Creating Detailed Product Specifications for Production

Monday, 30th July 2012

In order to have a product made from scratch, you need to provide the manufacturer with a detailed list of requirements that the product must contain. This is called the product specification and it is an essential part of the design and manufacturing process.

To create a product specification, you need to break down your product into all of its constituent parts and then describe each of those parts in detail. This forms the basis of your feature list and you can then go on to describe the functions each feature will perform.

You should then provide a list of the characteristics each feature should have, define any values or parameters that are needed and a give a full description of the process that relates to each feature. Also include any exceptions and possible problems that may occur, providing as much information as possible.

The reason the product specification must be created in such detail is so the manufacturer is in no doubt about what it is you want, the materials you want it made from and what the product is expected to be able to do when it is created.

This is hard enough to achieve under normal circumstances, but when you are trying to communicate such information to a foreign manufacturer, who often doesn’t speak English, you are going to have your work cut out for you.

In such circumstances, someone who speaks the language, understands your needs and knows the limitations of the manufacturer is worth their weight in gold. That’s why many offshore manufacturers opt to use the services of local import agents who can represent their interests when they are not able to be there themselves.

A local representative can also inspect your chosen factory for you to ensure the set up is adequate for manufacturing your product to the specifications you require and in the quantities you need.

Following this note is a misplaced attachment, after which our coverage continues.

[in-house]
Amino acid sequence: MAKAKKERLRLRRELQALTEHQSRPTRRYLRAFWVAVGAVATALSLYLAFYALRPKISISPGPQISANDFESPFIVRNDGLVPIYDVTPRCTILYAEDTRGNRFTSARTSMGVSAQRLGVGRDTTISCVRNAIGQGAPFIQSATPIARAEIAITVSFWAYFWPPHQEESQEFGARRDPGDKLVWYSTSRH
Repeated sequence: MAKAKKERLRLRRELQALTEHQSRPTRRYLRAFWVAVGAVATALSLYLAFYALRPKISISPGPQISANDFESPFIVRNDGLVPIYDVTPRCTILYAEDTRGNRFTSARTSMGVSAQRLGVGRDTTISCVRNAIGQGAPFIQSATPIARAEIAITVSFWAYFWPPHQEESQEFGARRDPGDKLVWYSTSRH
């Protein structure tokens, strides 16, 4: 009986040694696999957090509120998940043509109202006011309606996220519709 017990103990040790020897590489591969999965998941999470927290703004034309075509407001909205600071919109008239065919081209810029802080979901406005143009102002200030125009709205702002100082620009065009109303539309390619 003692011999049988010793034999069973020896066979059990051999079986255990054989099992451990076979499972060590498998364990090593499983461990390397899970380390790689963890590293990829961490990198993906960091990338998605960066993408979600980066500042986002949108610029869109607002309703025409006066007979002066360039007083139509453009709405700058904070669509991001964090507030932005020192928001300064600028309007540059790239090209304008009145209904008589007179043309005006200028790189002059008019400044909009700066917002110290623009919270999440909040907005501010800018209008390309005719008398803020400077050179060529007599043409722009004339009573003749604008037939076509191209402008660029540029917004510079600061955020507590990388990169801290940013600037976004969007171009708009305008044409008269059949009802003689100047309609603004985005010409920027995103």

Once you have created your product specification and the manufacturer has assured you it can be made, you should ask them for a sample of the product. Some manufacturers will not do this, but others will and it is important to get an idea of how your product will look and function.

Remember, a sample is never going to be exactly like your product. It will be made under different conditions to what occurs during mass production (samples are often handmade) and it should only be viewed as a general indication of what the finished product will be like.

Having a sample can be very useful however, as you can have it analysed, perform tests on it and possibly discover potential design flaws or better ways to do things when you have such a prototype to play with.

Once you are happy with the sample and ready to commence production, you should either arrange to attend the factory yourself to witness the first batch being produced, or organise for your import agent to be there on your behalf.

If the product requires tweaking or if any problems arise, it will be much easier to sort things out if there is someone on the ground making decisions, rather than playing phone tag from the other side of the world.

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